Check out the i-mate JAMin, the Windows Mobile 5 follow-up to the JAM
Reviewed June 20, 2005 by Lisa Gade, Editor
Why is it that some of the sweetest
phones never make it to the US? The XDA
II comes to mind, which
was both hugely popular overseas and quite powerful as a Pocket
PC and a phone. Now the i-mate JAM (code named HTC Magician,
and sold by T-Mobile Germany as the MDA Compact and by o2 as
the XDA II mini) has taken every market by storm except the US
where no carrier offers it. Fortunately, the device is offered
by a few importers in the US, and we received ours from David
Weiniger's playfully named Mad
Monkey Boy's Gadgets online store,
a reasonable and reputable importer. Indeed, thanks to importers,
the JAM is enjoying a good deal of success in the US even without
carrier support or subsidy.
What is the JAM? It's the smallest Pocket
PC phone to date, being similar in size to the palmOne Treo
650 and much smaller than the Siemens
SX66. Though it lacks
those competitors' built-in keyboard, it does have a reasonably
fast processor, Bluetooth, an SD slot and a camera. If you're
not a constant emailer or SMS hound, the JAM could work well
for you. It's available in two GSM tri-band versions: 850/1800/1900
MHz for the US (particularly for Cingular and AT&T users)
which we received for review and an 900/1800/1900 MHz version
for Europe, Asia and largely T-Mobile users in the US (we'll
cover bands in detail later).
Features at a Glance
The JAM runs Windows Mobile 2003 Second
Edition, has a 416 MHz processor, 64 megs of RAM, Bluetooth,
and SD slot supporting SDIO and a 1.3 MP digital camera. Since
the device is small, the display area is only 2.8" diagonal
rather than the more common 3.5" screen used on other QVGA
Pocket PCs. In the box you'll find the unit, 2 styli, USB sync
cable, world charger, stereo headset, black nylon belt clip case,
software CDs and manual.
The i-mate JAM is a small and curvy creature,
with strongly rounded corners that put a new face on generally rectangular
PDA designs. It is significantly smaller than any other Pocket
PC Phone Edition model currently on the market and is small by PDA standards.
As phones go, it is large— though not impossibly so. It will
fit in most pockets, and though larger than many current feature phones
or MS Smartphones (those are the ones
that run Windows Mobile Smartphone edition, not Pocket PCs), it is
not awkwardly large or ungainly.
The JAM and E-TEN M500,
the compact PPC phone competitors.
The JAM's clean, minimalist look is appealing
and it won't strike terror in the hearts of techno-newbies who might
be overwhelmed by a plethora of buttons and controls. The display dominates
the front face, with the earpiece slit centered above the screen, and
a lower control cluster at the bottom, comprised of a 5-way directional
pad surrounded by call send and end buttons and calendar and contacts
buttons. The SD slot is on the top edge, the power button on the right
edge, while the camera, voice recorder and volume slider are located
on the left side. Though quite small, the side buttons are easy to
operate, and the slightly domed front buttons have good ergonomics.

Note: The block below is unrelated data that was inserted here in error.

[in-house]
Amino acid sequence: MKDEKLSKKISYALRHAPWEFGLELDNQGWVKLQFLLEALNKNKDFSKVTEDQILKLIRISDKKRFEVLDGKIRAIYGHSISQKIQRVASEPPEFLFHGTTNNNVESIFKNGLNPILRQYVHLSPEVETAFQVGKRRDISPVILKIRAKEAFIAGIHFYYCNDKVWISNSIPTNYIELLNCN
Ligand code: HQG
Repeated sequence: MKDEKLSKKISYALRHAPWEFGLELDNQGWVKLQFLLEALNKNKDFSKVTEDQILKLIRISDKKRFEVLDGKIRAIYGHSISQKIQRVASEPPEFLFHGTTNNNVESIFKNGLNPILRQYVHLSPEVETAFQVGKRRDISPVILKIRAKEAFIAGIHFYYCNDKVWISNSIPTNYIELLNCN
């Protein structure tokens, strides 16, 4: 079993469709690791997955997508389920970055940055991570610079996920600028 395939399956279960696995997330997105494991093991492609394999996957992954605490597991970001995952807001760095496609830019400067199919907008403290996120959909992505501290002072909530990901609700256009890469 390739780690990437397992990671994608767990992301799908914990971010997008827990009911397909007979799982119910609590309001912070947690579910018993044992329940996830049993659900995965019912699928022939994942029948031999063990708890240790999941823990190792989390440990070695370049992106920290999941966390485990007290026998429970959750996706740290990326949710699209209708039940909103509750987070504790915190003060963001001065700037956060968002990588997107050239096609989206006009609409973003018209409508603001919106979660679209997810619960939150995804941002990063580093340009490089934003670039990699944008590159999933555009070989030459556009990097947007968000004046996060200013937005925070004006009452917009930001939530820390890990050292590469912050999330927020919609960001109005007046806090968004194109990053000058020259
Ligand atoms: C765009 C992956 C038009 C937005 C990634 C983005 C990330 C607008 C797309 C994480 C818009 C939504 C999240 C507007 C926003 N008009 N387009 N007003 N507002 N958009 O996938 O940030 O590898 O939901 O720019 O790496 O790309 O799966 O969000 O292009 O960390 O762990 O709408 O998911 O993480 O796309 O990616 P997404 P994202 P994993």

The mini USB sync port (same as used by the Audiovox
SMT5600) is located on the bottom, as are the 2.5mm headset
jack, reset hole and mic. Both the charger and sync cable connect
to the sync port and thus you'll only be able to use one at a time,
though the JAM does support USB charging so you can top up the battery
via the sync cable.
The i-mate JAM has a metal casing with a light
silver finish and a black ridged band surrounding the sides, which
makes it easy to hold. The finish doesn't show fingerprints, and is
attractive. The camera lens and self portrait mirror are located
on the back of the unit, as is the battery door. The SIM card lives
in a slot under the battery. When you remove the rear battery door,
the unit automatically shuts off.
Horsepower and Performance
While not the fastest Pocket PC on the block, the JAM
has a respectable Intel XScale PXA272 processor
running at 416 MHz. That's the latest, greatest PDA processor from Intel,
with the fastest Pocket PCs such as the Dell
Axim X50v and HP iPAQ hx4700 running
the 624 MHz version. So 416 MHz isn't the fastest you can get, but it
is very fast by Pocket PC Phone standards, which need step down on processing
power a bit in order to increase battery runtimes (no one wants a phone
that lasts only a half day). The processor compares well with the 400
MHz Siemens SX66 (aka XDA IIs and MDA III)
and trounces the HP
iPAQ 6315's 168 MHz TI processor. And the JAM beats out the
Siemens SX66 and iPAQ in video playback!
The JAM has 64 megs of RAM, 57.41 megs of which is
available for your use, and 64 megs of flash ROM, 7.60 megs of which
is available. You can use the SD slot to increase memory using SD memory
cards, and you can use a variety of other cards such as SD
WiFi, 56k dial up modem and more since the JAM supports SDIO. SanDisk's
SD WiFi card works well with the JAM, as does their SD
WiFi + 256 meg memory card.
Monkey Boy's Gadgets also sells the PocketPCTechs.com 128
meg upgraded model, for those of you who can't survive with so little built
in memory. We received this model for review as well and the additional